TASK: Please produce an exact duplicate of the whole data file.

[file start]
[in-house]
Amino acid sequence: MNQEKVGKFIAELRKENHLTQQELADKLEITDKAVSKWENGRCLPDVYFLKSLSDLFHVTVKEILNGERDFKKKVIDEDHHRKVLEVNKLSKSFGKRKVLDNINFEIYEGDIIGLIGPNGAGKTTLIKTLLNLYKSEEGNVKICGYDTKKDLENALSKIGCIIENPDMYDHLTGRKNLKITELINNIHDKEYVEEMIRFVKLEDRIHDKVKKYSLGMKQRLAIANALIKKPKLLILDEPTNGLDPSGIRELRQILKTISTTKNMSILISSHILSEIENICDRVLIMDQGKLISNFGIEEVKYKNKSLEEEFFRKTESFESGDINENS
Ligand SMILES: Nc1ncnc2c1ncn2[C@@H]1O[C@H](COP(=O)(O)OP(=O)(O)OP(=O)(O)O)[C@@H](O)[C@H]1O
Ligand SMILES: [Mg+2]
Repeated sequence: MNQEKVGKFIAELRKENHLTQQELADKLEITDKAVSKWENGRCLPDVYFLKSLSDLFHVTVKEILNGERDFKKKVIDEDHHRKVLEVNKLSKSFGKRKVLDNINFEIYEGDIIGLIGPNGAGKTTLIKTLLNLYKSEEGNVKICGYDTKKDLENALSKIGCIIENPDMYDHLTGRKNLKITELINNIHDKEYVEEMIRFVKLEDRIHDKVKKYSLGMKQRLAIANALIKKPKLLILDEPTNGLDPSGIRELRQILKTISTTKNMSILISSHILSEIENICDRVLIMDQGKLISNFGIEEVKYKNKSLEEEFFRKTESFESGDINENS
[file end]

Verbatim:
[in-house]
Amino acid sequence: MNQEKVGKFIAELRKENHLTQQELADKLEITDKAVSKWENGRCLPDVYFLKSLSDLFHVTVKEILNGERDFKKKVIDEDHHRKVLEVNKLSKSFGKRKVLDNINFEIYEGDIIGLIGPNGAGKTTLIKTLLNLYKSEEGNVKICGYDTKKDLENALSKIGCIIENPDMYDHLTGRKNLKITELINNIHDKEYVEEMIRFVKLEDRIHDKVKKYSLGMKQRLAIANALIKKPKLLILDEPTNGLDPSGIRELRQILKTISTTKNMSILISSHILSEIENICDRVLIMDQGKLISNFGIEEVKYKNKSLEEEFFRKTESFESGDINENS
Ligand SMILES: Nc1ncnc2c1ncn2[C@@H]1O[C@H](COP(=O)(O)OP(=O)(O)OP(=O)(O)O)[C@@H](O)[C@H]1O
Ligand SMILES: [Mg+2]
Repeated sequence: MNQEKVGKFIAELRKENHLTQQELADKLEITDKAVSKWENGRCLPDVYFLKSLSDLFHVTVKEILNGERDFKKKVIDEDHHRKVLEVNKLSKSFGKRKVLDNINFEIYEGDIIGLIGPNGAGKTTLIKTLLNLYKSEEGNVKICGYDTKKDLENALSKIGCIIENPDMYDHLTGRKNLKITELINNIHDKEYVEEMIRFVKLEDRIHDKVKKYSLGMKQRLAIANALIKKPKLLILDEPTNGLDPSGIRELRQILKTISTTKNMSILISSHILSEIENICDRVLIMDQGKLISNFGIEEVKYKNKSLEEEFFRKTESFESGDINENS